The panel discussion focused on the US’ path to deploying 30GW of offshore wind by 2030 – in line with the Biden administration’s “national goal” – and 110GW by 2050, a goal that moderator Darius Snieckus, Editor in Chief of Recharge, called “a gargantuan task” given the current immaturity of the supply chain.
 
The Department of Energy (DoE) sees the administration’s offshore wind goals driving $12bn in annual investment and generating some 77,000 direct jobs by the end of the decade, but interstate competition for manufacturing investment – and the jobs it brings – risks creating “a series of micro markets where [the big turbine OEMs] are not getting enough [demand] volume”, cautioned Irwin.
 
The US supply chain is being rolled out on a state-by-state basis primarily based on power purchase agreement (PPAs), with investment in factories and ports tied to 20-year PPAs despite the fact, Irwin added, that “no one state can support a manufacturing facility on its own.”
 
A common market would drive higher “overall economic gains to the individual states”, he argued.
 
IRA bringing ‘enthusiasm and certainty’
 
Hayes Framme, head of new markets and supply chain for Orsted, who joined Irwin on the high-level panel, said the passage of the Inflation Reduction Act (IRA) last summer was a watershed for the industry, with the tax incentives for the domestic production of offshore wind components promising to spur investment “that creates a lot of enthusiasm, and that certainty and clarity can help unlock further investment”.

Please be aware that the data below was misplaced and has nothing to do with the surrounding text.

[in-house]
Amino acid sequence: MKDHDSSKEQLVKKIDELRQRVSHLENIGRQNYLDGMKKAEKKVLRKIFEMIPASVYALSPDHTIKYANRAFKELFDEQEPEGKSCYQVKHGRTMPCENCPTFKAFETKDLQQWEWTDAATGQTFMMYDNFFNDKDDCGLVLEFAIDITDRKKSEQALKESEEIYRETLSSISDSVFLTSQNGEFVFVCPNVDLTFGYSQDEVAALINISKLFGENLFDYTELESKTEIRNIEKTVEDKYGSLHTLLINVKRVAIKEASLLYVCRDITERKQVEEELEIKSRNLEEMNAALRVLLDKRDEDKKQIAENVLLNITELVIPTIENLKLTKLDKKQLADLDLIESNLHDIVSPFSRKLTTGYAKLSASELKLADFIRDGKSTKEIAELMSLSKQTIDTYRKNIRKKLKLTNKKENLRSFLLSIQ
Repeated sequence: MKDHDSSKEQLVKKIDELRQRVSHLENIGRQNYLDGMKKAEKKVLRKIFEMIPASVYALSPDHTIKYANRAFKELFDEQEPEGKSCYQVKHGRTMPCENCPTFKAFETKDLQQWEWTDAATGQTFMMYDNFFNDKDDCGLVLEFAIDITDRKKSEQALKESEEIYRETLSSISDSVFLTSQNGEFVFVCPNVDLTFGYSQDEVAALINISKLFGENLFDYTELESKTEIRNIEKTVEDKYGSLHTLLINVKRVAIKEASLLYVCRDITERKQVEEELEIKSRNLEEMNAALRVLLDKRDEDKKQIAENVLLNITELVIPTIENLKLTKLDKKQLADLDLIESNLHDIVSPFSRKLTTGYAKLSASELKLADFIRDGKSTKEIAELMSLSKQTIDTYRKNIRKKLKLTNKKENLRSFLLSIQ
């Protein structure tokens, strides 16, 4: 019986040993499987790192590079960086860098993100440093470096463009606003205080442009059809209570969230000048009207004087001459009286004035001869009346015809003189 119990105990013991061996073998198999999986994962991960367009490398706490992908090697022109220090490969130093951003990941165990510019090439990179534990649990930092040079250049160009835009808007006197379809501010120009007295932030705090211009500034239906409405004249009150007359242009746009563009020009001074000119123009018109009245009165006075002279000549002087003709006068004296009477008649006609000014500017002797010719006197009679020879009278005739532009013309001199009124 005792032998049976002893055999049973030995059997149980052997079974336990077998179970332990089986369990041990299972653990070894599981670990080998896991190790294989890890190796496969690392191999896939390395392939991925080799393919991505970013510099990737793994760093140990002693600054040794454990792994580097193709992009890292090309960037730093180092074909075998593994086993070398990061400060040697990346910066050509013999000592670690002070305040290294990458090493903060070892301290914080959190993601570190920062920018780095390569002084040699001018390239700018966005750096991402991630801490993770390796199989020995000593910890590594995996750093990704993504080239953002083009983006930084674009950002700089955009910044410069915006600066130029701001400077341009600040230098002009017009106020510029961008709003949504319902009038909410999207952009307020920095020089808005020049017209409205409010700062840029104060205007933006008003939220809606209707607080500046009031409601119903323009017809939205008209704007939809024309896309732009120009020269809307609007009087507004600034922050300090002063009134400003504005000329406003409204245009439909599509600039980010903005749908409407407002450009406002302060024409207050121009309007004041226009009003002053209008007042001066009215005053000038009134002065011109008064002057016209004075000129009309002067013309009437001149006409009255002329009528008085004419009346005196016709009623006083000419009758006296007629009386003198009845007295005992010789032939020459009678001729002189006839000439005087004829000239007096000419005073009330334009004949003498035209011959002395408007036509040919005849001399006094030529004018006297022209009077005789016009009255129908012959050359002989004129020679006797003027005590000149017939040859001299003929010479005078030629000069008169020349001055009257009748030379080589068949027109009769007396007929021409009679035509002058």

The “certainty” this would provide the nascent sector, Nick Prokopuk, offshore wind business developer for TotalEnergies, added, would “allow developers to initiate multibillion dollar projects [which would] cascade down [to finance development of ] the supply chain and workforce”.
 
TotalEnergies walked away with two wins in recent leasing rounds, with a $795m award in the New York Bight and a $160m lease in the Carolina Long Bay, sums justified by the combination of positive signals from federal regulators and states offering successful paths to market for developers, said Prokopuk.
 
Manufacturing tax credits in the IRA have a “shelf-life”, however, warned Irwin, noting their value starts to step down at the end of the decade.
 
“This window right now where we can get to this common market, we can get the infrastructure in place that's going to play in favour of localisation, is critical,” he said. “We can’t let that opportunity pass.”
 
Transmission ‘assumed to be there’
 
Crucially, as several panellists noted, the IRA doesn’t include investment tax credits (ITC) for grid capacity, a deficit Andy Geissbuehler, CEO of transmission infrastructure developer Atlantic Power, sees as a historic issue embedded in the industry’s approach to power network development.
 
“Transmission comes last, that is how the [renewable energy] industry has worked for the last 20 years,” he said. “We never worried about transmission: we know it’s complicated, and we assume it is there.”